What Obama’s Last State of the Union Means for College Students

On Tuesday Night, President Obama addressed the country in his final State of the Union, and addressed not only the state of affairs in America as of the present, but what he saw to the future of America in the coming decade. Much has already been written of the speech, but here at the Free Press, the decision was made to specifically examine how Obama’s speech addressed the most salient issues facing college students.

In his speech, regarding the continuing rise of student loan debt in graduating students, the president stated, “we’ve already reduced student loan payments to ten percent of a borrower’s income.”

In this case, the president is referring to a Presidential Memorandum issued in June of 2014, in which he called for the expansion of the Pay as You Earn (PAYE) program, which, as the president stated, capped student loan payments at ten percent of discretionary income.

This was indeed completed in Mid-December, when the Department of Education launched the Revised Pay as You Earn (REPAYE), which, among other things, eliminated the income requirements to apply for the program and differentiated payments on undergraduate versus graduate loans.

The President also addressed his plans regarding community college, stating, “we’ve actually got to cut the cost of college. Providing two years of community college at no cost for every responsible student is one of the best ways to do that.”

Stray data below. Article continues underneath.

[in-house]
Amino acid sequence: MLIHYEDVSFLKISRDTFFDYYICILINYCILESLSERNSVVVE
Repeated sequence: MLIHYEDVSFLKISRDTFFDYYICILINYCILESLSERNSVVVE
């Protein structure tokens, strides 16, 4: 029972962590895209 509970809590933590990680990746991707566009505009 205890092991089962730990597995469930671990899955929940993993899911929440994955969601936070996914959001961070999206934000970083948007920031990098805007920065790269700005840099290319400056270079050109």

While this may not seem to affect McDaniel students, given the college’s status as a four-year private college, it is important to note that a number of students transfer into McDaniel from two-year community colleges, in part thanks to the scholarships offered by the school to such students.

As such, the president’s plans for no cost community college could have a large effect on the upcoming generation of McDaniel students, as well as for college students in general.

Lastly, in a more broad sense, the president addressed the young entrepreneurs of America, many of whom are now in college or soon to graduate, stating, “we’re [America is] every immigrant and entrepreneur from Boston to Austin to Silicon Valley racing to shape a better world.”

Entrepreneurship and tech-based development have become heavily focused upon at colleges across the country, including at McDaniel with the recently launched Encompass Distinction, which, according to the school, “will give you a competitive edge by helping you hone your innovative thinking and entrepreneurial skillset.”

Of course, the president also mentioned a number of other topics which should be considered equally important to college students, with comments on health care, gun rights and foreign policy in general. However, when it comes to college-based issues, the mentions may have been brief, but there was certainly a solid amount that students should take note of.